Unless the contractor has submitted a properly certified claim to the contracting officer, there is no valid claim, the denial of which is an appealable decision of the contracting officer. Milmark Servs., Inc. v. United States, 231 Ct.Cl. 954, 956 (1982); W.H. Moseley Co. v. United States, 677 F.2d 850 (Ct.Cl.), cert. denied, 459 U.S. 836, 103 S.Ct. 81, 74 L.Ed.2d 77 (1982); Paul E. Lehman, Inc. v. United States, 673 F.2d 352, 354 (Ct.Cl.1982).
A Federal Acquisitions Regulation (FAR) 33.207, 48 C.F.R. § 33.207 (1988), promulgated by the Administrator of Federal Procurement Policy, provides in part:
The parties agree that this regulation, the operative language of which also appears in the disputes clause of both contracts, applies to the present dispute.
Mr. Meek does not satisfy either of the requirements of subsection (c)(2). Even assuming that the chief cost engineer was a "senior company official" within the meaning of that provision, he was not "in charge at the contractor's plant or location involved" (subsection (c)(2)(i)), and he did not have "overall responsibility for the conduct of the contractor's affairs" (subsection (c)(2)(ii)). The fact that Mr. Meek may have had "authority to sign and certify claims on behalf of the corporation," as the corporation's president stated he had, does not establish that Mr. Meek comes within either of the two categories of persons the regulation authorizes to execute certifications of claims.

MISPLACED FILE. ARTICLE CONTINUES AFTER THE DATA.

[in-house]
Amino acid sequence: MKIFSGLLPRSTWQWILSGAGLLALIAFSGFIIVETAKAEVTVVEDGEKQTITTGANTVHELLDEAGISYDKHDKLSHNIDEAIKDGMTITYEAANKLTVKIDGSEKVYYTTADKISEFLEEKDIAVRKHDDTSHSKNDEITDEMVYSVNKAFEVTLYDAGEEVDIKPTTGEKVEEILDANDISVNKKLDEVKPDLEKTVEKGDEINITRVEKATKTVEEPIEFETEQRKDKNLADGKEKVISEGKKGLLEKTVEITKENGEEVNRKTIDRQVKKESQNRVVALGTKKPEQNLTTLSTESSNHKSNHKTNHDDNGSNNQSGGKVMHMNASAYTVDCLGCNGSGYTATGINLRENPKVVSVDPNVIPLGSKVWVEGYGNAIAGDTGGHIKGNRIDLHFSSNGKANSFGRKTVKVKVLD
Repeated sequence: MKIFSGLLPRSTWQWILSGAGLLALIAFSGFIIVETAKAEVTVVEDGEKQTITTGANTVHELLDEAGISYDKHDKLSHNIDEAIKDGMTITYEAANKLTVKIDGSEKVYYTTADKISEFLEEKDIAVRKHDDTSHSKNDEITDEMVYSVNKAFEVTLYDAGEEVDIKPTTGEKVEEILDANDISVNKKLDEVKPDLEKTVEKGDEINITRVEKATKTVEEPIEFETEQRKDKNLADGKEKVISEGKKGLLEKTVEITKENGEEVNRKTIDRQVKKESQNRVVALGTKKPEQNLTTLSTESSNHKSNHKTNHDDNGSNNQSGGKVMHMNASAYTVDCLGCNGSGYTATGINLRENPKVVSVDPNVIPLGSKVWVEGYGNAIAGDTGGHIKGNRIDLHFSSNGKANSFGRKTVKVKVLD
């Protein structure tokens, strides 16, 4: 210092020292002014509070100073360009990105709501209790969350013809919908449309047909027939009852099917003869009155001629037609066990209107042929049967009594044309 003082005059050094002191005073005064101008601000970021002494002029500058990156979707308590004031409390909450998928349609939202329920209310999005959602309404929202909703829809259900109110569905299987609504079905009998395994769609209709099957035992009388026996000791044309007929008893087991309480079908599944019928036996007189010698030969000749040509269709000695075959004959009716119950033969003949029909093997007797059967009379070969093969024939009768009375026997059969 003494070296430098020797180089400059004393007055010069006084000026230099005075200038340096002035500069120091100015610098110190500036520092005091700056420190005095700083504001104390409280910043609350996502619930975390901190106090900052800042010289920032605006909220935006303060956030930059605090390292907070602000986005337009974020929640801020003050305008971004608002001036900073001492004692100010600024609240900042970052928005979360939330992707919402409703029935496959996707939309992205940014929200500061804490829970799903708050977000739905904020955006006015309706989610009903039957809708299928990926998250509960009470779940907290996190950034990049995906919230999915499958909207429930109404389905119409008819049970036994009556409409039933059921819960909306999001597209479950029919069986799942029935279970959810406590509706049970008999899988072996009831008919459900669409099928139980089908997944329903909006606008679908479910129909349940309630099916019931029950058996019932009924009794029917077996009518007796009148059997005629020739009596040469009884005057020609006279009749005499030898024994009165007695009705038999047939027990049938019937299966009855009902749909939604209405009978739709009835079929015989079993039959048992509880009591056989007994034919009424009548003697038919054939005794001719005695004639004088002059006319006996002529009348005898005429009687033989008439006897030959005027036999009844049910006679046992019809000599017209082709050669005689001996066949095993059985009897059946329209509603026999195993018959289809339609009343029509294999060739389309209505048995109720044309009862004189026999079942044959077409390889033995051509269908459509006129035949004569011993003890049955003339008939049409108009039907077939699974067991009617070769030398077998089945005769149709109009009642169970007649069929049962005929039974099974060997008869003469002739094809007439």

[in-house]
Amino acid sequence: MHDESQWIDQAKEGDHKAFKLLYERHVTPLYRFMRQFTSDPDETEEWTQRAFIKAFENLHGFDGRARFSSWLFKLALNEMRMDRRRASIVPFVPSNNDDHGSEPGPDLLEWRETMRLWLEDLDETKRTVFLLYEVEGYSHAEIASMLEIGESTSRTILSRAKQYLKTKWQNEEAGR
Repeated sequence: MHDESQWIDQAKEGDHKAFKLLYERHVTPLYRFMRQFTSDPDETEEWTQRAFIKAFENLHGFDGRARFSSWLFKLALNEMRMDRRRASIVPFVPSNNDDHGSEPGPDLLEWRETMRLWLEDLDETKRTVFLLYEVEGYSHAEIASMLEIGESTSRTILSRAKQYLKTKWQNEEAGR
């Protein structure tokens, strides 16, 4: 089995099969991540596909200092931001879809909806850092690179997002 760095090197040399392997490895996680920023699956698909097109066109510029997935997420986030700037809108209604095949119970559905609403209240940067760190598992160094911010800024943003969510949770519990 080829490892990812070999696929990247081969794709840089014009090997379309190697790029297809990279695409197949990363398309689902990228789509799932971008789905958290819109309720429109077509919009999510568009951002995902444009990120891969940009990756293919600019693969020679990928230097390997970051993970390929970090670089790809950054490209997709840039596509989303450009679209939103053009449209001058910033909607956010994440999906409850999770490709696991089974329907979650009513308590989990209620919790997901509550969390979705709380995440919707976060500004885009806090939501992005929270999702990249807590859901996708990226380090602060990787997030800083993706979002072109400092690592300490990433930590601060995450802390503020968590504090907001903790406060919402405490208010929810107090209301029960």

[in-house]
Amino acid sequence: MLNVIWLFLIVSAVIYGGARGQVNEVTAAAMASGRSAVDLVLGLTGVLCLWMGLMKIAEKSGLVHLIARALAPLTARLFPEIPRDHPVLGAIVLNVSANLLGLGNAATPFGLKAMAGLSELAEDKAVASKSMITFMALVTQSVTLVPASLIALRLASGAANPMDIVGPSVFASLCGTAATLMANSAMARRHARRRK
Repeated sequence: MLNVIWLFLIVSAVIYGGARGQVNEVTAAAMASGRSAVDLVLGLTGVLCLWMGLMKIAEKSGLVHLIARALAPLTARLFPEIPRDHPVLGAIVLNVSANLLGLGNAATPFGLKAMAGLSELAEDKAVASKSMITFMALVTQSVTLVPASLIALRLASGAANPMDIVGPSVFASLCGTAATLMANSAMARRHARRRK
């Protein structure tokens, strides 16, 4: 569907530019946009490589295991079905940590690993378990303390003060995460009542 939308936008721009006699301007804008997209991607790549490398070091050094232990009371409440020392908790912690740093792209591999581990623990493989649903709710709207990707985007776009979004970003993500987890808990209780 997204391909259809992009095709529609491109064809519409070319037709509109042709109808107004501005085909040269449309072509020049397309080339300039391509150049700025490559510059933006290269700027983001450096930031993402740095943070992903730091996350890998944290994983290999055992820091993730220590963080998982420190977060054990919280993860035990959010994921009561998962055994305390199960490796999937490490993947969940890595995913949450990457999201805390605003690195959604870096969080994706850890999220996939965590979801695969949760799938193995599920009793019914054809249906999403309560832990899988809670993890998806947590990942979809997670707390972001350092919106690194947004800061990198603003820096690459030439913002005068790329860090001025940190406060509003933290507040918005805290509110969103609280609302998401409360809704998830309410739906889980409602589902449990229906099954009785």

The appellant urges us to construe the regulation more broadly as covering a company official who is authorized to submit and certify claims on behalf of the company. The appellant relies on the following statement by Admiral Rickover made during the hearings on the Act, which apparently was the source of the certification requirement:
Contract Disputes Act of 1978: Joint Hearings on S. 2292, S. 2787 & S. 3178 Before the Subcomm. on Federal Spending Practices and Open Government of
We apply the regulation as written, and we reject the appellant's proposal to expand the regulation beyond its terms. The regulation is unambiguous, and the appellant does not assert that it was unable to determine who among its officials was authorized to certify. Indeed, after the government challenged before the Board Mr. Meek's authority to certify, the appellant apparently had no difficulty in executing a proper certification.
The Act merely provides that "the contractor shall certify." The regulation constitutes a reasonable explication of how the "contractor" shall certify, i.e., it identifies the individuals within the contractor's organization who properly may act for the contractor in certifying. Cf. INS v. Jong Ha Wang, 450 U.S. 139, 144-45, 101 S.Ct. 1027, 1031, 67 L.Ed.2d 123 (1981). In terms of Admiral Rickover's suggestion, the regulation specifies the "senior responsible contractor official[s]" who are authorized to sign the certification.
The certification requirement furthers an important objective of Congress by "trigger[ing] a contractor's potential liability for a fraudulent claim under section 604 of the Act," Skelly & Loy v. United States, 231 Ct.Cl. 370, 685 F.2d 414, 418 n. 11 (1982), and thus "`discourag[ing] the submission of unwarranted contractor claims.'" Paul E. Lehman, Inc. v. United States, 673 F.2d 352, 354 (Ct.Cl.1982) (quoting S.Rep. No. 1118, 95th Cong., 2d Sess. 5, reprinted in 1978 U.S.Code Cong. & Admin.News 5235, 5239). "Congress wanted to hold the contractor personally liable, and it considered the best way to do this would be to require contractors personally to certify their claims." Donald M. Drake Co. v. United States, 12 Cl.Ct. 518, 519 (1987). The regulation properly implements this objective by specifying the persons in the contractor's organization who may certify a claim.
The decision of the Interior Board of Contract Appeals dismissing the appeals in these cases for lack of jurisdiction is